First pageNewsLaw no 361/2022 on the protection of whistleblowers in the public interest

Law No 361/2022 on the protection of whistleblowers in the public interest

Law no. 361/2022 on the protection of whistleblowers in the public interest ( "Law no. 361/2022") was published in the Official Gazette of Romania on 19 December 2022. The law entered in force as of 22 December 2022.

Directive (EU) 2019/1937 of the European Parliament and of the Council on the protection of persons reporting infringements of Union law was adopted and published in the Official Journal of the European Union on 26 November 2019. As an EU Member State, Romania was obliged to transpose the Directive.

As of 17 December 2023, companies with over 50 employees, in particular, will be subject to a new set of obligations regarding whistleblowers.

This law regulates the procedure for receiving, examining and resolving reports, the rights and obligations of persons making reports or publicly disclosing information on violations of the law, their protection measures, the obligations of authorities, public institutions, other legal persons under public law, as well as legal persons under private law, the rights of the persons concerned, as well as the powers of the competent authorities.

1. What is whistleblowing and what are whistleblowers

In broad terms, whistleblowing is when an employee reports a breach of the law which she/he has come to learn about, to their employer, the general public or competent authority. Such act is known as whistleblowing.

2. Reporting on violations of the law shall be made, alternatively, by means of:

  • internal reporting channels within legal entities;
  • external reporting channels;
  • the media, professional, trade union or employers' organizations, non-governmental organizations, parliamentary committees.

2.1. The obligation to establish internal reporting channels

  • Employers with at least 50 employees, are required to identify or establish internal reporting channels and establish procedures for internal reporting and for follow-up actions. The designated third party is required to apply the reporting procedure outlined within this law.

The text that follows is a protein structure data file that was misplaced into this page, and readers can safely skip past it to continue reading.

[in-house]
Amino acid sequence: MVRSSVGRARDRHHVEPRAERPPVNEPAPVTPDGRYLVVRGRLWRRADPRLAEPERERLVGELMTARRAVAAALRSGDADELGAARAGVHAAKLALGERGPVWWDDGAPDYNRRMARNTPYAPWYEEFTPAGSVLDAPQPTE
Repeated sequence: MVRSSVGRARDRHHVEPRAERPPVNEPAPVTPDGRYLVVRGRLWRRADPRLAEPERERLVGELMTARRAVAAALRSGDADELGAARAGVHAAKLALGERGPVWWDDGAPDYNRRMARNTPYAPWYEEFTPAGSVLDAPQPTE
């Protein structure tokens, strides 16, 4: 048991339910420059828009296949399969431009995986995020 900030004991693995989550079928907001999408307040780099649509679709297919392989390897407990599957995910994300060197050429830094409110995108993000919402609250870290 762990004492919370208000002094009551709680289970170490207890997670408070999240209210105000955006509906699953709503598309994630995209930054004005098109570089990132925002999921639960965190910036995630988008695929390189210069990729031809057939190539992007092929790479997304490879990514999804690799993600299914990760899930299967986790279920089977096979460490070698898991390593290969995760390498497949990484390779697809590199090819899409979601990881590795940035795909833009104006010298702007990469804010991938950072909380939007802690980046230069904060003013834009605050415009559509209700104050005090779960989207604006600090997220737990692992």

• Private companies with between 50 and 249 employees, may group together and use or share resources in terms of receiving reports of violations of the law on whistleblowing and in terms of follow-up actions. This is without prejudice to the obligation to maintain confidentiality, keep the whistleblower informed and resolve the issues in the report.

2.2. Content of reports

The report shall include, at a minimum, the following:

  • the name and contact details of the whistleblower;
  • the professional context in which the information was obtained;
  • the person concerned, if known
  • a description of the fact that may constitute a breach of the law, as well as evidence in support of the report;
  • the date and signature, if applicable.

3. The procedures for dealing with an internal report and for taking follow-up actions shall entail the following:

  • establishing the manner in which reports are received so as to protect the confidentiality of the whistleblower and any third party named in the report;
  • the obligation to transmit to the whistleblower confirmation of receipt of the report within 7 calendar days at the latest following receipt;
  • designate a person, department or third party responsible for receiving, recording, examining, taking follow-up action and resolving reports, who shall act impartially and independently in the exercise of those duties;
  • the obligation to inform the whistleblower of the status of the follow-up action no later than 3 months after the date of acknowledgement of receipt or, if the receipt of the report has not been acknowledged, no later than three months after the expiry of the 7-day period;
  • the obligation to provide clear and easily accessible information on external reporting procedures to the competent and relevant authorities
  • the obligation to inform the whistleblower of the arrangements for handling the report.
  • the designated person as well as the means of reporting shall be made known to each employee, by posting on the institution's website and by displaying it at the premises in a visible and accessible place. The employer must ensure that at least one means of reporting is accessible at all times.

4. Reporting records